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Selfishness As a Potential Cause of Crime. A Prison Experiment

Thorsten Chmura (), Christoph Engel () and Markus Englerth

No 2013_05, Discussion Paper Series of the Max Planck Institute for Research on Collective Goods from Max Planck Institute for Research on Collective Goods

Abstract: For a rational choice theorist, the absence of crime is more difficult to explain than its presence. Arguably, the expected value of criminal sanctions, i.e. the product of severity times certainty, is often below the expected benefit. We rely on a standard theory from behavioral economics, inequity aversion, to offer an explanation. This theory could also explain how imperfect criminal sanctions deter crime. The critical component of the theory is aversion against outperforming others. To test this theory, we exploit that it posits inequity aversion to be a personality trait. We can therefore test it in a very simple standard game. Inequity averse individuals give a fraction of their endowment to another anonymous, unendowed participant. We have prisoners play this game, and compare results to findings from a meta-study of more than 100 dictator games with non-prisoners. Surprisingly, results do not differ, not even if we only compare with other dictator games among close-knit groups. To exclude social proximity as an explanation, we retest prisoners on a second dictator game where the recipient is a charity. Prisoners give more, not less.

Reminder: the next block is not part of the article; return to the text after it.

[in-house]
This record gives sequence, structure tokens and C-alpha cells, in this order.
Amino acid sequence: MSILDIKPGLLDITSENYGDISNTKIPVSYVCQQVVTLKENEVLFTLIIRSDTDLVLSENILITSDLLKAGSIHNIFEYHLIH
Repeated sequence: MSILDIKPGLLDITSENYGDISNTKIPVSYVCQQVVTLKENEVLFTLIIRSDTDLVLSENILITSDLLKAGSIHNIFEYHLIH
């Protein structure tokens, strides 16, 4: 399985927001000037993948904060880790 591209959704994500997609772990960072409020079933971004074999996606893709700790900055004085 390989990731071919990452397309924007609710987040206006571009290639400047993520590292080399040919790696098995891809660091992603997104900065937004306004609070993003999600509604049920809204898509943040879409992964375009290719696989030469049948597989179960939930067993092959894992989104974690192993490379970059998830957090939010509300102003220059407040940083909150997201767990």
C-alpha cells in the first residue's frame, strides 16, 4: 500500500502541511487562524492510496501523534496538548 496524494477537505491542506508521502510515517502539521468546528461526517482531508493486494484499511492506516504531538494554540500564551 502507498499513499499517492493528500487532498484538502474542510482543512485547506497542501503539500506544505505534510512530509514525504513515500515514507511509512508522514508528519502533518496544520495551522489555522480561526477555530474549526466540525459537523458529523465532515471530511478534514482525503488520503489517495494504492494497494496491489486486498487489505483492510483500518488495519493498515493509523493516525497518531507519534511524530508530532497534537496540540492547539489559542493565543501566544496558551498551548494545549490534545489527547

Keywords: crime; imperfect sanctions; selfishness; inequity aversion; dictator game; social proximity; charity (search for similar items in EconPapers)
JEL-codes: A12 C91 C93 D03 D63 K14 (search for similar items in EconPapers)
Date: 2013-03
New Economics Papers: this item is included in nep-cbe, nep-evo, nep-exp, nep-hpe and nep-soc
References: View references in EconPapers View complete reference list from CitEc
Citations: View citations in EconPapers (2)

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